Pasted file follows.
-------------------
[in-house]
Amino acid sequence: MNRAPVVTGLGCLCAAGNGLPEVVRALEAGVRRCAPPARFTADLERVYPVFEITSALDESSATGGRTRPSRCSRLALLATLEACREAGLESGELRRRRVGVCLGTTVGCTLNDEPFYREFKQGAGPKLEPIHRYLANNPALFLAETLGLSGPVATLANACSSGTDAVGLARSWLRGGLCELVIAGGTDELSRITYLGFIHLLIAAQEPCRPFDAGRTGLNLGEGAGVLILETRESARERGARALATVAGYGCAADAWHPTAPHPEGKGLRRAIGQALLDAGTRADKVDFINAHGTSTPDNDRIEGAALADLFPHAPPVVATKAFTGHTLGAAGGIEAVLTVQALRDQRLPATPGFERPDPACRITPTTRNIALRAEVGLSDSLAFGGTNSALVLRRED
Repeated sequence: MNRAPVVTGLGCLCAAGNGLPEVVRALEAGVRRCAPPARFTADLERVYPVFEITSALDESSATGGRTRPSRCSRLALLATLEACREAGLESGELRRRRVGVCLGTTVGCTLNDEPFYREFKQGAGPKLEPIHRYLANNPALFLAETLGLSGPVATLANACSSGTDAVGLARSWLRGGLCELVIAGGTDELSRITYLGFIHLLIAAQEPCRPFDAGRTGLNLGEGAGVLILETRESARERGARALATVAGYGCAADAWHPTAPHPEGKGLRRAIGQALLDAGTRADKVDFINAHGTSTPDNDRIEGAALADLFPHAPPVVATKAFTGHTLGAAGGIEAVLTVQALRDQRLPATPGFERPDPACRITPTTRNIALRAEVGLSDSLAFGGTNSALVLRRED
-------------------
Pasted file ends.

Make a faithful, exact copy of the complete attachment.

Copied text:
[in-house]
Amino acid sequence: MNRAPVVTGLGCLCAAGNGLPEVVRALEAGVRRCAPPARFTADLERVYPVFEITSALDESSATGGRTRPSRCSRLALLATLEACREAGLESGELRRRRVGVCLGTTVGCTLNDEPFYREFKQGAGPKLEPIHRYLANNPALFLAETLGLSGPVATLANACSSGTDAVGLARSWLRGGLCELVIAGGTDELSRITYLGFIHLLIAAQEPCRPFDAGRTGLNLGEGAGVLILETRESARERGARALATVAGYGCAADAWHPTAPHPEGKGLRRAIGQALLDAGTRADKVDFINAHGTSTPDNDRIEGAALADLFPHAPPVVATKAFTGHTLGAAGGIEAVLTVQALRDQRLPATPGFERPDPACRITPTTRNIALRAEVGLSDSLAFGGTNSALVLRRED
Repeated sequence: MNRAPVVTGLGCLCAAGNGLPEVVRALEAGVRRCAPPARFTADLERVYPVFEITSALDESSATGGRTRPSRCSRLALLATLEACREAGLESGELRRRRVGVCLGTTVGCTLNDEPFYREFKQGAGPKLEPIHRYLANNPALFLAETLGLSGPVATLANACSSGTDAVGLARSWLRGGLCELVIAGGTDELSRITYLGFIHLLIAAQEPCRPFDAGRTGLNLGEGAGVLILETRESARERGARALATVAGYGCAADAWHPTAPHPEGKGLRRAIGQALLDAGTRADKVDFINAHGTSTPDNDRIEGAALADLFPHAPPVVATKAFTGHTLGAAGGIEAVLTVQALRDQRLPATPGFERPDPACRITPTTRNIALRAEVGLSDSLAFGGTNSALVLRRED